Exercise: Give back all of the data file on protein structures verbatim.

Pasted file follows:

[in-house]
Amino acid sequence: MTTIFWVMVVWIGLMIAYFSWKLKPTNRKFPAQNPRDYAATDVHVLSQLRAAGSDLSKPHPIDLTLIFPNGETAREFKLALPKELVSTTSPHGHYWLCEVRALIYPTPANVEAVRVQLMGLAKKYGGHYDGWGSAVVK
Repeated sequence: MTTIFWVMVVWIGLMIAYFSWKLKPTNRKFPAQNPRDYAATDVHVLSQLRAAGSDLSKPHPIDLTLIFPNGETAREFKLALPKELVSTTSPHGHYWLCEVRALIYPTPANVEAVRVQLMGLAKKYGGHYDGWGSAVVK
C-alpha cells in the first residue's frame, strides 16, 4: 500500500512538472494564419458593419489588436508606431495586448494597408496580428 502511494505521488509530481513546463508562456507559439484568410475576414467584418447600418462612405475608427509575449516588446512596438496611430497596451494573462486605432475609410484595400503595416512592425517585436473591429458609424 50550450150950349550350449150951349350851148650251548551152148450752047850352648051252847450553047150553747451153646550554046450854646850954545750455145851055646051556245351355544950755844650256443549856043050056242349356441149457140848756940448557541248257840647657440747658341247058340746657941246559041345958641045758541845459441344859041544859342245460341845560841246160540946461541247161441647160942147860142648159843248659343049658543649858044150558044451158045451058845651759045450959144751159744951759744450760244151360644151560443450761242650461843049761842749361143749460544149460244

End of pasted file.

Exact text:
[in-house]
Amino acid sequence: MTTIFWVMVVWIGLMIAYFSWKLKPTNRKFPAQNPRDYAATDVHVLSQLRAAGSDLSKPHPIDLTLIFPNGETAREFKLALPKELVSTTSPHGHYWLCEVRALIYPTPANVEAVRVQLMGLAKKYGGHYDGWGSAVVK
Repeated sequence: MTTIFWVMVVWIGLMIAYFSWKLKPTNRKFPAQNPRDYAATDVHVLSQLRAAGSDLSKPHPIDLTLIFPNGETAREFKLALPKELVSTTSPHGHYWLCEVRALIYPTPANVEAVRVQLMGLAKKYGGHYDGWGSAVVK
C-alpha cells in the first residue's frame, strides 16, 4: 500500500512538472494564419458593419489588436508606431495586448494597408496580428 502511494505521488509530481513546463508562456507559439484568410475576414467584418447600418462612405475608427509575449516588446512596438496611430497596451494573462486605432475609410484595400503595416512592425517585436473591429458609424 50550450150950349550350449150951349350851148650251548551152148450752047850352648051252847450553047150553747451153646550554046450854646850954545750455145851055646051556245351355544950755844650256443549856043050056242349356441149457140848756940448557541248257840647657440747658341247058340746657941246559041345958641045758541845459441344859041544859342245460341845560841246160540946461541247161441647160942147860142648159843248659343049658543649858044150558044451158045451058845651759045450959144751159744951759744450760244151360644151560443450761242650461843049761842749361143749460544149460244